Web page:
I’ve heard about this trail from one of the Bay Area backpacking Meetups. It sounded like an interesting place to visit, sometime in the future. One of those trips to be added to the ever-growing bucket list. However, relatively simple logistics for this trail made it very attractive. The Trans Catalina Trail is a relatively new trail. There is one organization that basically manages the whole of Santa Catalina Island – Catalina Conservancy, and it perhaps wanted to bring more visitors. It was created by the original ‘owner’ of the island – William Wrigley, the chewing gum magnate, as a deed to manage the island as a one giant park, excluding lucrative Avalon, of course. Campsite permits, which could only be obtained through Catalina Conservancy, are a bit expensive by American forest standards – $22 per person per day, as opposed to $20 per camp site (or free). However, a camp site usually includes a source of drinking water, which is not readily available on Catalina. Firewood need to be purchased separately.
I would have probably never visited this island in the foreseeable future if not for my oldest nephew. He wanted some backpacking trip for his spring break (good man, much better than going to Cancun or something and get drunk). I floated an idea of Death Valley or Grand Canyon. But they seemed scary to him. Catalina, on the other hand felt close and easy. It is true that logistically backpacking in Catalina is easy. However, the Trans Catalina Trail itself was far from easy. But he didn’t know that. Neither did I. He did manage to convince a couple of his ultimate buddies to come along. In the end we had a nice 6 people crew. I was a bit worried that I would be lagging behind all those spring chickens, but it didn’t actually happen.
Sunday, March 22
I was really worried about the trip, as usual. I even had a weird dream that there was a foot of fresh snow in Catalina. Sweet, but I just desired to leave half of my tent behind. A half of tent could be a bit wet. Anyway, I got up and headed to San Pedro port to catch ferry to Catalina, courtesy of my sister who gave us a lift. All the crew showed up on time. I just had to get the read boat tickets based on my online reservation. The first bomb was dropped by the ticket lady. She said that we can’t bring anything flammable on board. The coastguard may rummage through the backpacks to check and then levy a significant fine. And we could buy fuel on the island. This could possible be due to all the terrorist scare or Catalina people just want to restrict access to their island like the movie theaters not allowing people to bring food. I tried to call the shore in Avalon but it was closed. Being a bit suspicions of the threat and the possibility that the aforementioned store would have the right fuel cans, I just decided to risk it. It would be safer to pay fine that end up without the right fuel.
The boat ride was uneventful. Most of the people were vacationers, but there were a couple of backpacking parties. One on the shore I had to perform a wild goose chance to find out the place where my permits could be registered. People were just sending me all over the place. With late boat arrival and all this permit stuff we gotten seriously delayed.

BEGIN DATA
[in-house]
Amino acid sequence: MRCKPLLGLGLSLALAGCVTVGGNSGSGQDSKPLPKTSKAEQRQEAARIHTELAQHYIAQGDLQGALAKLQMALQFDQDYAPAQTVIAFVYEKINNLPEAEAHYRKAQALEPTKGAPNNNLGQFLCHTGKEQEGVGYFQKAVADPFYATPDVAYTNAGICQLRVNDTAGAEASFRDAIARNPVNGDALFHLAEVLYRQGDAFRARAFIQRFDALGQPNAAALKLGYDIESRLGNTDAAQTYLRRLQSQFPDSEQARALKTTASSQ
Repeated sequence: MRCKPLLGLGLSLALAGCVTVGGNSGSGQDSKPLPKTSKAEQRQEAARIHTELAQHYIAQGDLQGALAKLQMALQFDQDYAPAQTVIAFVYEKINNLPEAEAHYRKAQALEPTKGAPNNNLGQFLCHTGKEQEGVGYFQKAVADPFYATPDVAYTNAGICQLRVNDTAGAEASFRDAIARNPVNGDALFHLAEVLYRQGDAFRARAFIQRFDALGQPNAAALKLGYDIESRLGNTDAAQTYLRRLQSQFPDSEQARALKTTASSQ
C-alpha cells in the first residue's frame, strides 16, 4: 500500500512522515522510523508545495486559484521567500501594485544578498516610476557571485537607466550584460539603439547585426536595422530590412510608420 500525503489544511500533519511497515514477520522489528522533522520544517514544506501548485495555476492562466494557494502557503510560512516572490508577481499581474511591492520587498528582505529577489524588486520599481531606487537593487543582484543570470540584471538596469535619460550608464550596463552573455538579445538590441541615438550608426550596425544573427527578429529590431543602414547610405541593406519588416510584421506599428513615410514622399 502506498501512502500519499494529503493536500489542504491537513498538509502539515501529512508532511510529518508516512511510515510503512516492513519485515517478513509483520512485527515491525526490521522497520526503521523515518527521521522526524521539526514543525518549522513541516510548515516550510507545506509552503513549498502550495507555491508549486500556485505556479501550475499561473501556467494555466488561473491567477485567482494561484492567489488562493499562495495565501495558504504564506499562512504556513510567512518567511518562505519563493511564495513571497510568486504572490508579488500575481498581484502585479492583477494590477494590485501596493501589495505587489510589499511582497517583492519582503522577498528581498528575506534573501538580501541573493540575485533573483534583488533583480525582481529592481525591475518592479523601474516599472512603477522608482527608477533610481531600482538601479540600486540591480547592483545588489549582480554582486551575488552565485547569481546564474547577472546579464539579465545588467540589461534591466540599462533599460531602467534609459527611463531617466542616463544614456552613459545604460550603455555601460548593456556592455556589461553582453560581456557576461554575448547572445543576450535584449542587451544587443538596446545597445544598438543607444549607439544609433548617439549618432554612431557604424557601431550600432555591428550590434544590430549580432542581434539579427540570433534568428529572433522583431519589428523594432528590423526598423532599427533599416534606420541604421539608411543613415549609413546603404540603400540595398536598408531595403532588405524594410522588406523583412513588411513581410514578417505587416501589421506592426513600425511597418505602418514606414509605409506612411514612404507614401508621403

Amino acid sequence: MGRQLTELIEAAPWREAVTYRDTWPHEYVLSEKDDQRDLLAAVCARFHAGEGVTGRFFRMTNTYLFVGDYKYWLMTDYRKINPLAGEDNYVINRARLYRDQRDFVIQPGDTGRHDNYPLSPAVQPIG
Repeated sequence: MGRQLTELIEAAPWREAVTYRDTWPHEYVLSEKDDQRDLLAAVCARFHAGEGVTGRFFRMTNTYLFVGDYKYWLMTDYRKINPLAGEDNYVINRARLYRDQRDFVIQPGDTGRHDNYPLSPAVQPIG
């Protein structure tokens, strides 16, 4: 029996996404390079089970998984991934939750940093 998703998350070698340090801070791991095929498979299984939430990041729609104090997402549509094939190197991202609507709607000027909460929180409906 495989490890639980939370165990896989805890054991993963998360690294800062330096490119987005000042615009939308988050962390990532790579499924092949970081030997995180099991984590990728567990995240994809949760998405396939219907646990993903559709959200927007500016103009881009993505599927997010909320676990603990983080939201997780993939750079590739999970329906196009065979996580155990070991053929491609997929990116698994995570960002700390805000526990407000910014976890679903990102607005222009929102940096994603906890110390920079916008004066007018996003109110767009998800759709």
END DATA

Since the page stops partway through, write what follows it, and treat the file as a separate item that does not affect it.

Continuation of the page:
Finally on the trail, or so I thought. Technically the trail starts somewhere on the end of the island, which is a bit away from the main town of Avalon. The builders and promoters of the Trans Catalina Trail failed to add signs in the town to direct people to the trailhead. Added to it the lack of good maps made for interesting first hour or so. I’ve tried to find a good shortcut route through the vacation homes. Eventually we managed to find the proper road that was skirting around the island and leading to our trailhead.
It was Sunday. People were having relaxing weekend exploring Catalina. This involved renting all sorts of vehicles and driving on the island’s roads. After we turned inland at the aforementioned trailhead the number of people in golf carts went down to zero. However, there were a number of these big buggies allegedly organizing back-country tours in Catalina that passed us. Aside from creating a lot of dust they also were a bit depressing because they indicate that this wasn’t wilderness at all. Sad. Well, what was I expecting? We could still see the town of Avalon and the cell phone reception was strong.
The trail was relentless! We started a bit late, right in the middle of the most heat. The ocean breeze didn’t really make things easier. There was obviously no shade. To top this off there were no switchbacks. This was not a trail per se – it was a road. Roads generally don’t need switchback because you (whomever is transiting it) are not doing to walking. By the time we reached the second ridge of the day everyone was out of fuel. There was a little gazebo that provided some shade and rest relief. But there was no water.
After this point the trail/road had become a bit more interesting. It became more choppy elevation-wise. We saw our first Catalina buffalo enjoying dirt bath right next to a busy road.
The interesting thing was that vintage 60s bus transporting tourists somewhere. The road/trail sometimes would disappear into a strange unused area. A bit further down there was this old playground with picnic area. It didn’t look like it was used much. Perhaps no one really wanted to get a bus ride here to have a BBQ picnic in the middle of the island with remote ocean views while a better location was available, and no bus ride. At least it had a water source. The kids had some fun on the swings and seesaw and continue the deathmarch.